California-based Phenom 100 charter operator JetSuite is resuming expansion after securing additional capital from two new owners.

JetSuite has announced that Acadia Woods Partners, a New York-based investment group, and David Neeleman, the founder of JetBlue Airways and Brazilian low-cost carrier Azul, had purchased stakes in the company. The original owner, Proctor Capital Partners, continues to own an undisclosed amount in JetSuite, which launched operations in 2009.

JetSuite chief executive Alex Wilcox says the new capital will partly be used to fund the acquisition of five additional Phenom 100s, growing JetSuite's fleet to 12 aircraft by the end of the year. JetSuite operates seven Phenom 100s, five of which are mortgaged while one is managed and one is leased.

Jet Suite Phenom 100 interior
 © Jet Suite

JetSuite is the world's second largest Phenom 100 operator after Missouri-based Executive AirShare, which has 10 of the type with 38 more on order.

When JetSuite first placed an order for 50 Phenom 100s plus 50 options in 2008 it envisaged a steady delivery stream of one aircraft a month. But after taking the first six aircraft from this order between September 2009 and January 2010, JetSuite deferred additional deliveries because of the economic downturn and aircraft financing challenges.

Wilcox says demand has now reached a point where JetSuite is confident it can resume expansion and the deal with Neeleman and Acadia Woods gives it the capital needed to comfortably expand the fleet.

"Demand for our product is strong. We need the next five airplanes now," Wilcox says, adding revenues have been growing 20% every month since February.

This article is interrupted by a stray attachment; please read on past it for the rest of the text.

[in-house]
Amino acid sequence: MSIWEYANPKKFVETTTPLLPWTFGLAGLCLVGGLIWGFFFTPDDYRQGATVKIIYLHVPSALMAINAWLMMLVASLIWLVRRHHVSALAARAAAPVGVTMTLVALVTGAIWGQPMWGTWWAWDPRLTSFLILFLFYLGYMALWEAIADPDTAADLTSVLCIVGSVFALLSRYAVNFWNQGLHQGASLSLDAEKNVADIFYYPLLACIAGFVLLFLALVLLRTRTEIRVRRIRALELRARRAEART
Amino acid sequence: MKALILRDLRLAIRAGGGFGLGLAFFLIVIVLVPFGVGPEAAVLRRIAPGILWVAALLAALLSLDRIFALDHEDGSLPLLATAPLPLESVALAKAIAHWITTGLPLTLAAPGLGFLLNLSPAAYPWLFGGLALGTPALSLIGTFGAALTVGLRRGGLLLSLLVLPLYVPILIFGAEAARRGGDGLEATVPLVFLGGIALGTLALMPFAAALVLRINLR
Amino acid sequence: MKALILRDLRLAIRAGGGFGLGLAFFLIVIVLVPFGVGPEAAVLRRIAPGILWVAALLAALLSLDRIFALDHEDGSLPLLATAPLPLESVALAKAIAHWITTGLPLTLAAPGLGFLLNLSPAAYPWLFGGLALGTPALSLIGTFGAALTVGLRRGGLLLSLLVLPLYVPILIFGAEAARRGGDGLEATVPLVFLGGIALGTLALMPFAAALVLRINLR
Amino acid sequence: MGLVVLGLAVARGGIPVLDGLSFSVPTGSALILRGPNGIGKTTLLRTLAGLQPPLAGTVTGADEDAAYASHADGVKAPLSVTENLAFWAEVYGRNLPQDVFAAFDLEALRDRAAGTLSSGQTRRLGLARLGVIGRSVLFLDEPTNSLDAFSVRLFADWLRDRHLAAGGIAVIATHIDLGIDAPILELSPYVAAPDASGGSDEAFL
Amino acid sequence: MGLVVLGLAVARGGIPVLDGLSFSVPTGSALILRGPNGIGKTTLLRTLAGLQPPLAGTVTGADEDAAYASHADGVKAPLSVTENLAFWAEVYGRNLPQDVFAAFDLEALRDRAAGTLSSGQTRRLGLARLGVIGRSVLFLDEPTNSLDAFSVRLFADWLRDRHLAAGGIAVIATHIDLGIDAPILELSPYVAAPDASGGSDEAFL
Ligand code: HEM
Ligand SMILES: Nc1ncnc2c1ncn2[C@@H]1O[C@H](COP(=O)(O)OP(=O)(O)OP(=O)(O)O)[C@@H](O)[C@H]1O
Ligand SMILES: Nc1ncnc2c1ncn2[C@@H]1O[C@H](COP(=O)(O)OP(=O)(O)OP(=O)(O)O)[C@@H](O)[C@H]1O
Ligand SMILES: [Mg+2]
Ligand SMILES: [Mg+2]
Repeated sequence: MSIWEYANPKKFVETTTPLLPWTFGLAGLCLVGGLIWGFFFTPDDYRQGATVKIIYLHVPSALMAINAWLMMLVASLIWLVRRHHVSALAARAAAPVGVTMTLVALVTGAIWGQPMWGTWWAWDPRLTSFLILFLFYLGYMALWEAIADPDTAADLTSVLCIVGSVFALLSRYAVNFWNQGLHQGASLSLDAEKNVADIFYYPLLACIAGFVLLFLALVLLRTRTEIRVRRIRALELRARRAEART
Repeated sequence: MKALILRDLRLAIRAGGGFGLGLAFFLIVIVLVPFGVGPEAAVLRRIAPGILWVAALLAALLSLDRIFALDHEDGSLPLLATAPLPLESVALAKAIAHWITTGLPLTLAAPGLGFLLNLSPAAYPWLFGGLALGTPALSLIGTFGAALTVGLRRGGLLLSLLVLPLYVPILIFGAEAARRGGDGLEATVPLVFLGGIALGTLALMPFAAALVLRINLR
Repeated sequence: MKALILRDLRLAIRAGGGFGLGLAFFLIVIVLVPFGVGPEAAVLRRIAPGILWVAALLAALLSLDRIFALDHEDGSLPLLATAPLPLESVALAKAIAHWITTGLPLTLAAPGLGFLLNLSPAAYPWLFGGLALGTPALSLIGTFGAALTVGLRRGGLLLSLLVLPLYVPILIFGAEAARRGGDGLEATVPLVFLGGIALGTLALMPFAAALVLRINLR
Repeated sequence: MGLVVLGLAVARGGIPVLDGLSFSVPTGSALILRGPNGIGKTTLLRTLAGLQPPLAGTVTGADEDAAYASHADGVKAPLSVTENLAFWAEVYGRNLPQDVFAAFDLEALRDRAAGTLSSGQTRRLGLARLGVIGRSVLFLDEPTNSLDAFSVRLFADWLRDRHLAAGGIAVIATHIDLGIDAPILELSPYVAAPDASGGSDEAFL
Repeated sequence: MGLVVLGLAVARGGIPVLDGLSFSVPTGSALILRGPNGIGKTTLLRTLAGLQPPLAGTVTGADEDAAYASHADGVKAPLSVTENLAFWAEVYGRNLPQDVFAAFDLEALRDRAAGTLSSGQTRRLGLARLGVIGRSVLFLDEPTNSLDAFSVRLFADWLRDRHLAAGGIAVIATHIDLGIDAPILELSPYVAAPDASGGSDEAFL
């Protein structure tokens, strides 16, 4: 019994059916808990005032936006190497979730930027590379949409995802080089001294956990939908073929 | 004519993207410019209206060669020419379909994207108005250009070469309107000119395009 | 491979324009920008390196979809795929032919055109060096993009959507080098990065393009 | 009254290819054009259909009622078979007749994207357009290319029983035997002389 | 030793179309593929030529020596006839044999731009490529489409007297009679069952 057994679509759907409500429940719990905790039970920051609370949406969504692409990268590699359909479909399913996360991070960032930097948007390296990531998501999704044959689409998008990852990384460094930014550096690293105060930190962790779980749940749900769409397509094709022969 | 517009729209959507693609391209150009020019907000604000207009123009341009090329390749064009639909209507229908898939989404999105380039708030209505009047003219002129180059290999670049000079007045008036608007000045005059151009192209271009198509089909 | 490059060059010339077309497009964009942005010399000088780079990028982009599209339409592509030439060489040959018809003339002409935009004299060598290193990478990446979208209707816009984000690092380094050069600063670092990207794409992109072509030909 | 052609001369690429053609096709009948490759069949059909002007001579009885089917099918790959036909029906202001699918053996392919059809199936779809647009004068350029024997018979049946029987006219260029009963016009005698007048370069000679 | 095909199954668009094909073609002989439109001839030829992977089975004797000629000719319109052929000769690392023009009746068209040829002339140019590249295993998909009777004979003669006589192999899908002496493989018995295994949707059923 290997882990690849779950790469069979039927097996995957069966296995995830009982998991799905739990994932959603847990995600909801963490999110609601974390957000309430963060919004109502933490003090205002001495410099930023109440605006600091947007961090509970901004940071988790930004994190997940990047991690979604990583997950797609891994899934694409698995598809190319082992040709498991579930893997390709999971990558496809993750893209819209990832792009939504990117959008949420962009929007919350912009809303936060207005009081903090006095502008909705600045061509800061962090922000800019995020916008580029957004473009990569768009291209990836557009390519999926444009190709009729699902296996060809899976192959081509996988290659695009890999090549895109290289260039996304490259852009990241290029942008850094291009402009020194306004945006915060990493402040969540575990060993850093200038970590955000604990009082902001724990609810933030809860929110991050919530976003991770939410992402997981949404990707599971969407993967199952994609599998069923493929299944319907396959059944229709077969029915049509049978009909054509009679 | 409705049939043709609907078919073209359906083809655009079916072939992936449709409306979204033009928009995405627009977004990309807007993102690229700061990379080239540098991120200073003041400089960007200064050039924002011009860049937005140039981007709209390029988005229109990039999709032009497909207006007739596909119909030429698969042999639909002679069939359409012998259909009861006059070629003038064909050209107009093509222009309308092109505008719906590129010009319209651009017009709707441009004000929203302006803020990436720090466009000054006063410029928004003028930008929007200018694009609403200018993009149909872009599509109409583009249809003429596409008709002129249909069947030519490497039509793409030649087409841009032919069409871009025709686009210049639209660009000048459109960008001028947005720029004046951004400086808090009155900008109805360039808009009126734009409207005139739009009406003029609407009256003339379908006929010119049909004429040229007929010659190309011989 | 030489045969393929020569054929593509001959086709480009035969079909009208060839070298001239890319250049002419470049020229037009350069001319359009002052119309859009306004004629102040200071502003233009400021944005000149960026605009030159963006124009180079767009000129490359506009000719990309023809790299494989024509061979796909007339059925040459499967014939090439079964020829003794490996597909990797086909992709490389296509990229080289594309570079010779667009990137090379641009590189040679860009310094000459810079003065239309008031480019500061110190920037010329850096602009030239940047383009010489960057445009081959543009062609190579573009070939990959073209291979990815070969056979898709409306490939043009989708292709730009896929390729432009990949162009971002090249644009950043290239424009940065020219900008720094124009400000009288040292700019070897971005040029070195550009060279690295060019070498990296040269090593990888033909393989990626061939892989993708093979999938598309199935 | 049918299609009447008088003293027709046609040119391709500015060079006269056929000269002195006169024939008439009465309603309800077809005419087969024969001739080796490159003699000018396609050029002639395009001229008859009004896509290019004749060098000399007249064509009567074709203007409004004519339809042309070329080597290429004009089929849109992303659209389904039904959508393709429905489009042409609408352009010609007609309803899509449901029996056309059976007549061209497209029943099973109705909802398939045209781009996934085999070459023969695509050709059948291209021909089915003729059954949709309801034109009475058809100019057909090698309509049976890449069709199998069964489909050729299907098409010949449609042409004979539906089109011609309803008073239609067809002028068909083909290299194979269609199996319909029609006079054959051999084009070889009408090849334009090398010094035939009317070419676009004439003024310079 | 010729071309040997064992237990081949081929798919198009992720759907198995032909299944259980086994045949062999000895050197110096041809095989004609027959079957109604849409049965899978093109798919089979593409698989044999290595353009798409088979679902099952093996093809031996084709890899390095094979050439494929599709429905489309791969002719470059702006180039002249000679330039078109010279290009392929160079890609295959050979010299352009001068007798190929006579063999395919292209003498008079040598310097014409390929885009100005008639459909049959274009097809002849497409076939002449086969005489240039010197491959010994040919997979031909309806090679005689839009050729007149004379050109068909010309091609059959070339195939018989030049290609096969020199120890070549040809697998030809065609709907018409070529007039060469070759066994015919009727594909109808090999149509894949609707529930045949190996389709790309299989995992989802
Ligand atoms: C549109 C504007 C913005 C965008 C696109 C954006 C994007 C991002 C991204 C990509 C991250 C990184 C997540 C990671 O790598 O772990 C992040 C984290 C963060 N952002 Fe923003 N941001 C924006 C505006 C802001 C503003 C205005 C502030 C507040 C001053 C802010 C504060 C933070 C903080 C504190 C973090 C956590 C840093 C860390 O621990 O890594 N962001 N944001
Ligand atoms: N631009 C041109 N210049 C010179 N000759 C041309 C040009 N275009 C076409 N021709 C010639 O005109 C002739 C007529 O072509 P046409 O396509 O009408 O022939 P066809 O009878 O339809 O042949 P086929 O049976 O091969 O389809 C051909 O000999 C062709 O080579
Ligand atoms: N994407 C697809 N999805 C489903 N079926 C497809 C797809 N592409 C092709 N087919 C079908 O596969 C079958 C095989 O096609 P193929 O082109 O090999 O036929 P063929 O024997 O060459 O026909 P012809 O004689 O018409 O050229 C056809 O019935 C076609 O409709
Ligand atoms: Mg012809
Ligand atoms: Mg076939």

Wilcox says demand has been "building strongly" as business jet users become familiar with the JetSuite brand and as the economy has started to rebound. As the economic recovery is tepid, business aircraft customers are turning to charters rather than investing in new aircraft and are opting for smaller more economical jets such as the Phenom 100.

"The market is definitely shifting towards the branded charter model," Wilcox says.

But Wilcox says under a revised delivery schedule negotiated with Embraer, JetSuite has no plans to take any aircraft in 2011. He says for now deliveries will resume in 2012 with only one aircraft every two months, although he plans to look again at this plan next year.

"We'll see what market tells us," Wilcox says. "I think the growth rate will accelerate as we grow."

While JetSuite will use the next batch of five aircraft to expand its presence in Texas it still aims to eventually operate nationwide. "There's no doubt the biggest market is the East Coast but it's also the worst weather and has the most competition," Wilcox says.

"We're pretty happy in the south-west. The weather is good and the geography suits us. We're in no rush to get east but we'll get there eventually," he adds.

Source: Flight International